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Is the Jig up for MERS?

posted by Jean Braucher

The Mortgage Electronic Registration System (MERS) has been the target in a lot of lawsuits during the mortgage crisis for its shoddy, opaque practices. But because these suits tend to be brought by borrowers in default, the courts have been willing to stretch the law to dismiss plaintiffs' claims. Something new is going on now. The Delaware Attorney General on October 27 sued MERS, a Delaware corporation, for deceptive trade practices for sowing confusion among investors and consumers and running an extra-legal registration system riddled with errors. The Delaware AG, Beau Biden, son of the vice president, is invoking the importance of transparent recording of property interests as a central part of American democracy since the colonial era. Some other AGs and other public officials are pursuing similar legal theories. The argument is that nothing is more important to our democracy than secure property rights recorded in transparent public records, and that the mortgage industry should not be permitted to take this away from us. To read about this new development, visit the Delaware Department of Justice web site, at http://attorneygeneral.delaware.gov/

Comments

a couple weeks ago, i was quite surprised to see the ohio county i live in, Geauga, enter into a class action against MERS, MERSCORP, & its member banks, on behalf of all counties in ohio…the geauga county lawsuit charges that the "defendants systematically broke chains of title throughout Ohio counties' public land records by creating "gaps" due to missing mortgage assignments they failed to record, or by recording patently false and/or misleading mortgage assignments. Defendants' purposeful failure to record has eviscerated the accuracy of Ohio counties' public land records, rendering them unreliable and unverifiable -- damage to public land records that may never be entirely remedied" ...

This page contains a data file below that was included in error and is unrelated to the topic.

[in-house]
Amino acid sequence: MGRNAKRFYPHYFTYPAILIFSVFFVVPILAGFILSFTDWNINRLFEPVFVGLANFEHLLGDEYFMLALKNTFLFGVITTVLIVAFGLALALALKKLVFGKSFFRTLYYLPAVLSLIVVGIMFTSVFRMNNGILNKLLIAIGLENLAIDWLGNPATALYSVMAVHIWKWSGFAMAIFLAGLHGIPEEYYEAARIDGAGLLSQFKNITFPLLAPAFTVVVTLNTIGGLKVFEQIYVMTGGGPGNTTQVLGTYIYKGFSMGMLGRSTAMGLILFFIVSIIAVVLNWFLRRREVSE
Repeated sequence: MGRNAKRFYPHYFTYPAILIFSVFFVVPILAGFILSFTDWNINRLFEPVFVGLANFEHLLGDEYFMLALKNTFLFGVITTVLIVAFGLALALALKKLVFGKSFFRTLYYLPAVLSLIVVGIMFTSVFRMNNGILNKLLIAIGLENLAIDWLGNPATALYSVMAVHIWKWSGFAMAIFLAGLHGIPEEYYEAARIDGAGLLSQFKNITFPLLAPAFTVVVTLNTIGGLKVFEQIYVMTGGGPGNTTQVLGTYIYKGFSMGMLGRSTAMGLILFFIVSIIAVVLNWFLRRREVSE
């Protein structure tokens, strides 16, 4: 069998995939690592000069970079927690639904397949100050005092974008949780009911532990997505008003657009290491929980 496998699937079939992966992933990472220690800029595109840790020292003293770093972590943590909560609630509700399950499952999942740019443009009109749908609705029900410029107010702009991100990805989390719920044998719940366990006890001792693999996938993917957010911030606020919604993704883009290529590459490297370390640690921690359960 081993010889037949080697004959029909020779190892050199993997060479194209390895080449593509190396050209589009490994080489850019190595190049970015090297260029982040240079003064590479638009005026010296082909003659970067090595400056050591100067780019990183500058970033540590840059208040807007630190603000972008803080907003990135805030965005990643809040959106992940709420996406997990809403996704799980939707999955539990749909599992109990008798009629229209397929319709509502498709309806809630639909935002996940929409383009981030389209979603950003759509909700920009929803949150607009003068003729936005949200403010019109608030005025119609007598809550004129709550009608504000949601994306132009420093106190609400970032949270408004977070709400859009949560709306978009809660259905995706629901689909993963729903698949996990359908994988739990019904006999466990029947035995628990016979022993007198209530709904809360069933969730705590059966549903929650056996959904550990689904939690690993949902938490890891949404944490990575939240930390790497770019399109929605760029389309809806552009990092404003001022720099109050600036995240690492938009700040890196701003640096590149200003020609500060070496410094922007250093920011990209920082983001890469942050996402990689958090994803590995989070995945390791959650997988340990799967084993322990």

http://www.marketwatch.com/story/bernstein-liebhard-llp-announces-filing-of-a-class-action-against-mers-and-its-members-2011-10-13

Back in June, the Appellate Division 2nd. Dept. in Bof NY v. Silverberg came down with a decision that might have shut down MERS in NY for good.

"This matter involves the enforcement of the rules that govern real property and whether such rules should be bent to accommodate a system that has taken on a life of its own. The issue presented on this appeal is whether a party has standing to commence a foreclosure action when that party's assignor—in this case, Mortgage Electronic Registration Systems, Inc. (hereinafter MERS)—was listed in the underlying mortgage instruments as a nominee and mortgagee for the purpose of recording, but was never the actual holder or assignee of the underlying notes. We answer this question in the negative."

We need to pass this decision on to all, and maybe we can get some real traction against this Racketeering enterprise!!

http://www.nycourts.gov/reporter/3dseries/2011/2011_05002.htm